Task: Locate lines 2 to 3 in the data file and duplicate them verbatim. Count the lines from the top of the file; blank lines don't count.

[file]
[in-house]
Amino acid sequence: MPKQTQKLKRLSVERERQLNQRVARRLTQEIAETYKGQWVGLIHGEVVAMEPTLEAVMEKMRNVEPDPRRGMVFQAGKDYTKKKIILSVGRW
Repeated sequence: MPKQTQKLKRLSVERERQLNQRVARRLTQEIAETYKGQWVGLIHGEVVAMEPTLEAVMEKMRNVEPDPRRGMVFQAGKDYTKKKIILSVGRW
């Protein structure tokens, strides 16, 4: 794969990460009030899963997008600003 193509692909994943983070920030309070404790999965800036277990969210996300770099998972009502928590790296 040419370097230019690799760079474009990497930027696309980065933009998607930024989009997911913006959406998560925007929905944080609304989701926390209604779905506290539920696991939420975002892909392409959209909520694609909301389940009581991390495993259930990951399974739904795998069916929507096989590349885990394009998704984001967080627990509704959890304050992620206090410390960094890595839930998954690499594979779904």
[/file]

Amino acid sequence: MPKQTQKLKRLSVERERQLNQRVARRLTQEIAETYKGQWVGLIHGEVVAMEPTLEAVMEKMRNVEPDPRRGMVFQAGKDYTKKKIILSVGRW
Repeated sequence: MPKQTQKLKRLSVERERQLNQRVARRLTQEIAETYKGQWVGLIHGEVVAMEPTLEAVMEKMRNVEPDPRRGMVFQAGKDYTKKKIILSVGRW